Mumbai: Banks in India, particularly state-run ones, continue to face significant levels of stress owing to bad loans, the RBI said on Thurdsay in its December 2016 Financial Stability Report (FSR).
"The banking stability indicator (BSI) shows that the risks to the banking sector remained elevated due to continuous deterioration in asset quality, low profitability and liquidity," the Reserve Bank of India said in a statement, releasing the FSR.
"The business growth of scheduled commercial banks (SCBs) remained subdued with public sector banks (PSBs) continuing to lag behind their private sector peers. System level profit after tax (PAT) contracted on y-o-y basis in the first half of 2016-17," it said.
The central bank said the asset quality of banks deteriorated further between March and September 2016.
"The GNPA (gross non-performing advances) ratio of SCBs increased to 9.1 per cent in September 2016 from 7.8 per cent in March 2016, pushing the overall stressed advances ratio to 12.3 per cent from 11.5 per cent. The large borrowers registered significant deterioration in their asset quality," the statement said.
"PSBs continued to record the lowest capital to risk-weighted assets ratio (CRAR) among the bank groups with negative returns on their assets," it said.
"Overall, India's financial system remains stable although banks, particularly the public sector banks, continue to face significant levels of stress," it added.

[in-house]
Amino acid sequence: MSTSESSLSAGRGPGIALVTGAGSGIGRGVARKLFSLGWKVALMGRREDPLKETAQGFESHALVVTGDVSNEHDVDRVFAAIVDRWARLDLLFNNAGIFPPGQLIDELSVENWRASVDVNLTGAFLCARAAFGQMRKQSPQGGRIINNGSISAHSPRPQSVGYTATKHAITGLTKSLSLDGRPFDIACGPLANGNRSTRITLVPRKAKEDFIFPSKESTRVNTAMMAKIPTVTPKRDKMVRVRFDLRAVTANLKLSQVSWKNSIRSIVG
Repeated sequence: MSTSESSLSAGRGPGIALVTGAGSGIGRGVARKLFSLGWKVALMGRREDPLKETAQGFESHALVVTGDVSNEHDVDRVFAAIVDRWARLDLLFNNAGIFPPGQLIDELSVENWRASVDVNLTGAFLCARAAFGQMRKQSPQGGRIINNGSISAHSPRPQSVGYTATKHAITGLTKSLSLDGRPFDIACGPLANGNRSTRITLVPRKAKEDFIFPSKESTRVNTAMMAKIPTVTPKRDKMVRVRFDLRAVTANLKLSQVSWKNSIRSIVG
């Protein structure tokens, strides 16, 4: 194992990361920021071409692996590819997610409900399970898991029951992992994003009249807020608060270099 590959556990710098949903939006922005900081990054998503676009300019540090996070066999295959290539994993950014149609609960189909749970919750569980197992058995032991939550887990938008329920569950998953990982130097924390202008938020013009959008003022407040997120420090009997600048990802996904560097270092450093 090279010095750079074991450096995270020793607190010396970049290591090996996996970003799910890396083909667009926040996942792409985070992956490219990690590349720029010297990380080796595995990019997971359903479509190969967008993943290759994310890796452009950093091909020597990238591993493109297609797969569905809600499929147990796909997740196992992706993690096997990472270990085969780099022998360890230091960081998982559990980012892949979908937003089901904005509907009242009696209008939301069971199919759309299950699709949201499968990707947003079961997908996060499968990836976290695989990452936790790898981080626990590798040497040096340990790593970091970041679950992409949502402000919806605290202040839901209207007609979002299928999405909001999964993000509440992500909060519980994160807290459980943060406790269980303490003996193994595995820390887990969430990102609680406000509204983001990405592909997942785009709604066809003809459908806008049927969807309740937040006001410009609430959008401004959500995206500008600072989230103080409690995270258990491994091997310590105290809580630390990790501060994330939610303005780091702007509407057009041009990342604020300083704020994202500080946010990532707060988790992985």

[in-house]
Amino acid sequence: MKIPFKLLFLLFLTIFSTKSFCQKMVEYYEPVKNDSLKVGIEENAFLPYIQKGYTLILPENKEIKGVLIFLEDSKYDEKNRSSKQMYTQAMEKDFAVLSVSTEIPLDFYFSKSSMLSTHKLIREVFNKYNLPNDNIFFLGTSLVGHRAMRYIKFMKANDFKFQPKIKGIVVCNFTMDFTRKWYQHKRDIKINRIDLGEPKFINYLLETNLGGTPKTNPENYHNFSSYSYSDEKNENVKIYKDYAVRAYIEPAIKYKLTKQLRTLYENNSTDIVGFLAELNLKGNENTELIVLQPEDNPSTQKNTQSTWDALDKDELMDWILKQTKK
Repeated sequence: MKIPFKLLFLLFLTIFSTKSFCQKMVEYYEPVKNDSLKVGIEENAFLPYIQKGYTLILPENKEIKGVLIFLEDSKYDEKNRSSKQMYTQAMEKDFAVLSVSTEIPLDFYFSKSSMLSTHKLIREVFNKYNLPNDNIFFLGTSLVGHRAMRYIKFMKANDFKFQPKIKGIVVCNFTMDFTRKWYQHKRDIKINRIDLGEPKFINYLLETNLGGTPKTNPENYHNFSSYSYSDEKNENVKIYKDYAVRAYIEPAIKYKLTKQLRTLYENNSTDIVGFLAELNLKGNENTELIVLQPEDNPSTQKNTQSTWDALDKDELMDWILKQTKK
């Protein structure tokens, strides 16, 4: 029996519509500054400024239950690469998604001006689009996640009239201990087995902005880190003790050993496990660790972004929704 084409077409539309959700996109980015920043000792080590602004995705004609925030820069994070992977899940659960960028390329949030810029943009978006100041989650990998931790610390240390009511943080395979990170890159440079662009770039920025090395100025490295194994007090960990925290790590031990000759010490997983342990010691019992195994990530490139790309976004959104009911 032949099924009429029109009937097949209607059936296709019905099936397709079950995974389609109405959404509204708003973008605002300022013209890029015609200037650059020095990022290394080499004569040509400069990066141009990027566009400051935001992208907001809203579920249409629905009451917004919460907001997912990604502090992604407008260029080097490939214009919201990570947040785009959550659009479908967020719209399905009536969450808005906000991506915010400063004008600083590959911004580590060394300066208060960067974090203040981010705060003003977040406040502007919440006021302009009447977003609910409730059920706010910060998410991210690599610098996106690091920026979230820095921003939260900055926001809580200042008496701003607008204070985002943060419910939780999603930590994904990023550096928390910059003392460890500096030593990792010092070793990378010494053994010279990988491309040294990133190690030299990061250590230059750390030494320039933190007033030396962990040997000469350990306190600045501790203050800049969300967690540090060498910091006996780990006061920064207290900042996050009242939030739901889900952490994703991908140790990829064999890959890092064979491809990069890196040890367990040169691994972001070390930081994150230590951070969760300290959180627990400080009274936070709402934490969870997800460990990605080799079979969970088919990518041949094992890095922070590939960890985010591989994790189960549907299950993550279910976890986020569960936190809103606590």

In its report on the Indian banking sector during 2015-16, the RBI said their performance remained subdued amidst rising proportion of bad loans and consequent increase in provisioning, as well as continued slowdown in credit growth.
"During 2015-16, scheduled commercial banks' interest earnings and non-interest incomes were adversely affected, which led to a more than 60 per cent drop in net profits for the banking sector.
"Banks' return on assets (RoA) and return on equity (RoE) showed a substantial decline as compared to the previous year even as the public sector banks (PSBs) reported negative RoA."
Giving an overall perspective, the RBI said that though the performance of most emerging market economies was marked by severe domestic imbalances emanating from economic slowdown and downturn in credit growth coupled with rising stress in corporate and financial sectors, India stood out in terms of higher economic growth, although the banking sector was under stress primarily on account of asset quality concerns.